“I’m such an over-scheduler and I tend to be running to four places at once when my life is not on pause. … So I think if COVID hadn’t happened and we weren’t in isolation, we probably just wouldn’t have every single night where we’re watching the ‘Great British Bake Off’ and going on two walks a day with the dog. It’s given us lots of time to be together in a meaningful way that I just don’t think we would have prioritized before the lockdown.”
“It’s the same as my non-pregnant COVID advice: I had to limit how often I let myself on Facebook and Twitter. And I limit my access to information. Because being more informed is not making me feel better. It was making me feel stressed.”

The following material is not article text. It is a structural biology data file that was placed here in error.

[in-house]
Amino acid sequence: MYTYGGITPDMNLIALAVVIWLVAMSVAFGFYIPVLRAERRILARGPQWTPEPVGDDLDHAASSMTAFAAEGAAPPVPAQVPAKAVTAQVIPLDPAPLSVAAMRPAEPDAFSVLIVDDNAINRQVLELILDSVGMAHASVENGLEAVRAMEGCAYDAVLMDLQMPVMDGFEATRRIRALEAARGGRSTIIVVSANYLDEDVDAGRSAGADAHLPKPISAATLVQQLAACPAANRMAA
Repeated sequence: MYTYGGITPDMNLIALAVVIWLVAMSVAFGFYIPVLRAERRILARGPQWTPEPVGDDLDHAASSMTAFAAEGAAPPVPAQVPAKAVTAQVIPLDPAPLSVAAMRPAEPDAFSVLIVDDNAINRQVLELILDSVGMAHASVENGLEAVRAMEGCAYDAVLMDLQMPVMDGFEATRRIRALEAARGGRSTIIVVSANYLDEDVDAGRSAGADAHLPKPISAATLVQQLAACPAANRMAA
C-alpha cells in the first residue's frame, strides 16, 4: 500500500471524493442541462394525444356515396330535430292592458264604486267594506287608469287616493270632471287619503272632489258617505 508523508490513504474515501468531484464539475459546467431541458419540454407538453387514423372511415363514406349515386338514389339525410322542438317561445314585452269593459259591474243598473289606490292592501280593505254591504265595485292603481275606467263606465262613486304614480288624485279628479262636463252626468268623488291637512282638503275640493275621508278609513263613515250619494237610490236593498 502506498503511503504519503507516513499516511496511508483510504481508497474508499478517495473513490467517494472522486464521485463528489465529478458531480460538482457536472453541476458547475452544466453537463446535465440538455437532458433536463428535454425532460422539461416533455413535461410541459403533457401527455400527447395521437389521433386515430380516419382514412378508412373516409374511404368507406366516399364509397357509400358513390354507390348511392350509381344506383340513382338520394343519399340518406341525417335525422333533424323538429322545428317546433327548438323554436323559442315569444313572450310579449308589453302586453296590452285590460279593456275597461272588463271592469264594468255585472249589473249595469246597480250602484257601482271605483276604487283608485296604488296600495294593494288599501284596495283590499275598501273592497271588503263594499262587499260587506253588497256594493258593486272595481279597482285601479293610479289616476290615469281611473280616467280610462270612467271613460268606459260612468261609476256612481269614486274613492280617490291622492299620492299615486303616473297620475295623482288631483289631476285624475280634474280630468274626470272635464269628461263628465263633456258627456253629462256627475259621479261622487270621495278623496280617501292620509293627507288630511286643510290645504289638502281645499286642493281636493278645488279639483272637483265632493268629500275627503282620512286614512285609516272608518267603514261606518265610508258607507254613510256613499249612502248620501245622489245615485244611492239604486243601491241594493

Jenna Selnick is a 31-year-old preschool teacher living in Westwood pregnant with her first child, a girl. Her work closed down the same week her maternity leave started. “It’s been weird to experience my entire third trimester all at home,” she says. She plans to have her baby at Kaiser Permanent West Los Angeles Medical Center — and expects to have a cesarean section because her daughter is currently breech. As of now, Selnick is only allowed one visitor in the room, which will be her husband.
“I was downloading all the new mom apps … and one of them was for first-time moms who are due in May of 2020. And it somehow connected me to a group of first-time moms on Instagram. So I’ve been a part of that group since my seventh week of pregnancy.